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Words: baloney, n.

"AND TELL me what street / Compares with Mott Street / In July?/ We'll go to Coney / And eat baloney / On a roll." Even more extraordinary than a producer's telling Rodgers and Hart that their musical Winkle Town contained nothing memorable is Hart's being absent from the OED.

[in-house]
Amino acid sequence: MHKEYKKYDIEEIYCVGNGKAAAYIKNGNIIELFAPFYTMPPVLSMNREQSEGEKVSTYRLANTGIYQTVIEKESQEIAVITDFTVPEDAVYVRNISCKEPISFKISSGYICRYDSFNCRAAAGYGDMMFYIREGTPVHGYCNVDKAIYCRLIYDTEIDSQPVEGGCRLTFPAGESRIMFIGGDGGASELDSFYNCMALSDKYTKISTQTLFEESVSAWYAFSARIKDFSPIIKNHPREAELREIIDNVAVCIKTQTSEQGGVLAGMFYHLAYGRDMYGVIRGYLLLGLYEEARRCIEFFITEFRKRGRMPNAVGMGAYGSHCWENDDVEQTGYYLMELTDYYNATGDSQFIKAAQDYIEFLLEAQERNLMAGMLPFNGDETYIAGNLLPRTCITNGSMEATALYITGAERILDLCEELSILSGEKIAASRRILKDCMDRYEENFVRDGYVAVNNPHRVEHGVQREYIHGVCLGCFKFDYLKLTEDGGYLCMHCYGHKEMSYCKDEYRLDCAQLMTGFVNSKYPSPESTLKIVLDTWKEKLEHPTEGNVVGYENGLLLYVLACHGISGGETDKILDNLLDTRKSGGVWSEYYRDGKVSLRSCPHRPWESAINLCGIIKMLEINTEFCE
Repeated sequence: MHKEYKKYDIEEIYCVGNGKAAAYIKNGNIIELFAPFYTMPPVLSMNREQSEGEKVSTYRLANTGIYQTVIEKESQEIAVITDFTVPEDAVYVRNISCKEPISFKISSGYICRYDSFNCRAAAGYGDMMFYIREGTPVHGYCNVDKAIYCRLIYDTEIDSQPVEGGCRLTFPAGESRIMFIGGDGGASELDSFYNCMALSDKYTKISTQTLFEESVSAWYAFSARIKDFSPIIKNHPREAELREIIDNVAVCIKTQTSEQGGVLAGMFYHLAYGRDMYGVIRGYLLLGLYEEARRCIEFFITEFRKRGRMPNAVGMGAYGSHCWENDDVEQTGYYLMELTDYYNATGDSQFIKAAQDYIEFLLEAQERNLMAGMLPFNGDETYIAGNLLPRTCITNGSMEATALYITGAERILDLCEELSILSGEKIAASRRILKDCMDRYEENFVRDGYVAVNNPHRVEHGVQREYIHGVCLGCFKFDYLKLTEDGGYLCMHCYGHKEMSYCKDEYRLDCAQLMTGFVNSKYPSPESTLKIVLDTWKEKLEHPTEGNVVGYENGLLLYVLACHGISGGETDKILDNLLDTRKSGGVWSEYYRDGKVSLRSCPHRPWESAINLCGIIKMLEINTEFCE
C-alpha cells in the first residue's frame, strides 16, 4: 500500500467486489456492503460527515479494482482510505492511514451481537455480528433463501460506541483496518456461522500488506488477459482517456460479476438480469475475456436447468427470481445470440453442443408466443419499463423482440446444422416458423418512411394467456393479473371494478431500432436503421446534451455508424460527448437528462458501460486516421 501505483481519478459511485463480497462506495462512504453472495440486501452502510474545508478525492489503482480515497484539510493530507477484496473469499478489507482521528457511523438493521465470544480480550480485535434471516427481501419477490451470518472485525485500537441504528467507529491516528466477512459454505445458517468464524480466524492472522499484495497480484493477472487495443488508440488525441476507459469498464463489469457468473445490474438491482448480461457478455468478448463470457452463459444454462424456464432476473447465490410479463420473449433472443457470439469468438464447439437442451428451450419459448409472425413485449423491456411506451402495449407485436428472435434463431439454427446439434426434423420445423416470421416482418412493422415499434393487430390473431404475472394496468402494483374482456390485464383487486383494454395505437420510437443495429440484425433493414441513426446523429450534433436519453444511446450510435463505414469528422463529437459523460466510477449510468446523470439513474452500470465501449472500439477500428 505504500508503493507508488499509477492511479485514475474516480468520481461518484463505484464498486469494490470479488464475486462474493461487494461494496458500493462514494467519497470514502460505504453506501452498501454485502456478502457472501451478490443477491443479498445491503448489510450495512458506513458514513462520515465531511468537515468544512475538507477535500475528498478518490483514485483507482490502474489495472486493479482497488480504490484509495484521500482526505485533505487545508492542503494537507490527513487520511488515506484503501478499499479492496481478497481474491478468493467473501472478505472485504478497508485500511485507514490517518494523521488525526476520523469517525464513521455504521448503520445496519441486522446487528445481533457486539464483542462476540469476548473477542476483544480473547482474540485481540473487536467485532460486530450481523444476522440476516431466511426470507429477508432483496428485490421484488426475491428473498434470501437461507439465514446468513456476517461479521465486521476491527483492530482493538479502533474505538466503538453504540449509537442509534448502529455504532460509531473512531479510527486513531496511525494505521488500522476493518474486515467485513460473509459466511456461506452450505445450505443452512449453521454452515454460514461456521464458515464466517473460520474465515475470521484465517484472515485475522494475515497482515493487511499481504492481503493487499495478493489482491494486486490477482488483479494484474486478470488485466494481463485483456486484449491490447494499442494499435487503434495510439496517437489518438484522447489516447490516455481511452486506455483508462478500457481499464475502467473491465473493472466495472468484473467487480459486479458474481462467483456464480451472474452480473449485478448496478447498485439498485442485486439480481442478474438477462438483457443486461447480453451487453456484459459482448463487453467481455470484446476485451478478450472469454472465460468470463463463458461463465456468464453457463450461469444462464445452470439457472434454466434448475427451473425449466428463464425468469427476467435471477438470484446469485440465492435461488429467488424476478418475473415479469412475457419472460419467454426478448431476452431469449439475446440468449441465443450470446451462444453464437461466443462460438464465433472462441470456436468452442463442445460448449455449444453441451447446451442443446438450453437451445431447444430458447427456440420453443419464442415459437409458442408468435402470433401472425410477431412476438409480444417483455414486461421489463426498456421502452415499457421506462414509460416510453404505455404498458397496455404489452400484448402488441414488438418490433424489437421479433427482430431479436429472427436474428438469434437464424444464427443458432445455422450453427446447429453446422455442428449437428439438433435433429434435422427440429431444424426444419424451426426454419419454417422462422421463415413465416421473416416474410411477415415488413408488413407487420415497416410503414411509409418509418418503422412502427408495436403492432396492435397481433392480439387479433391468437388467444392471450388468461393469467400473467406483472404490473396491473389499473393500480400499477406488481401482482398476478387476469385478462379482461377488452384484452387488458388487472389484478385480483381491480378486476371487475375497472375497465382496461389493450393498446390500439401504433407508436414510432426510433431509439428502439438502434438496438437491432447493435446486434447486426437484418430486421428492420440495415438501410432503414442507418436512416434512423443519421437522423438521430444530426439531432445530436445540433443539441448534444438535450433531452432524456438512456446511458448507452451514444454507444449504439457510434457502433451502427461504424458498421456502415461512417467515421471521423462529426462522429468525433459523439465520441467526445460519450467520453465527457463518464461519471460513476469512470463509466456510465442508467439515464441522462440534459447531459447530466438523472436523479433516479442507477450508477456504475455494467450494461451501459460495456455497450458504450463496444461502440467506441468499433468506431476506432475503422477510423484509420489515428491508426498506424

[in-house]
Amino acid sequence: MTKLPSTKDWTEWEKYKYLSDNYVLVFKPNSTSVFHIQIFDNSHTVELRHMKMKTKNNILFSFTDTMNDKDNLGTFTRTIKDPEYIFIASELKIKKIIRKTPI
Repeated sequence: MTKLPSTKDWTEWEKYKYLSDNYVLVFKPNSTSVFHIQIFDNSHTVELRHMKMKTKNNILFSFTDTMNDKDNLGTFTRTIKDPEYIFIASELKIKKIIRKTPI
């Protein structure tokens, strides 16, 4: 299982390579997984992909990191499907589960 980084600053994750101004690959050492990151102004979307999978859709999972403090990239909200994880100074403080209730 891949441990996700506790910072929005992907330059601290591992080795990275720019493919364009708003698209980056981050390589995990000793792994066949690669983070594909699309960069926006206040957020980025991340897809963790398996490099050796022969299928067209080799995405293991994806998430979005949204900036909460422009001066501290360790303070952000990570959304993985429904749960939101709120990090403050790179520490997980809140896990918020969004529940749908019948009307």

Baloney, as sausage, comes from Bologna in the 16th century. The OED doubts any such link in the sense of foolishness, but Ramon Adams notes that such sausages are made from inferior bulls; and a hint of blarney is detected by Jonathan Lighter, whose first, 1920 citation (Variety) is a decade earlier than that in the OED, which overlooks meanings from the same era: automobile tyre and penis. A Casanova could, then, pun "My baloney's on a roll."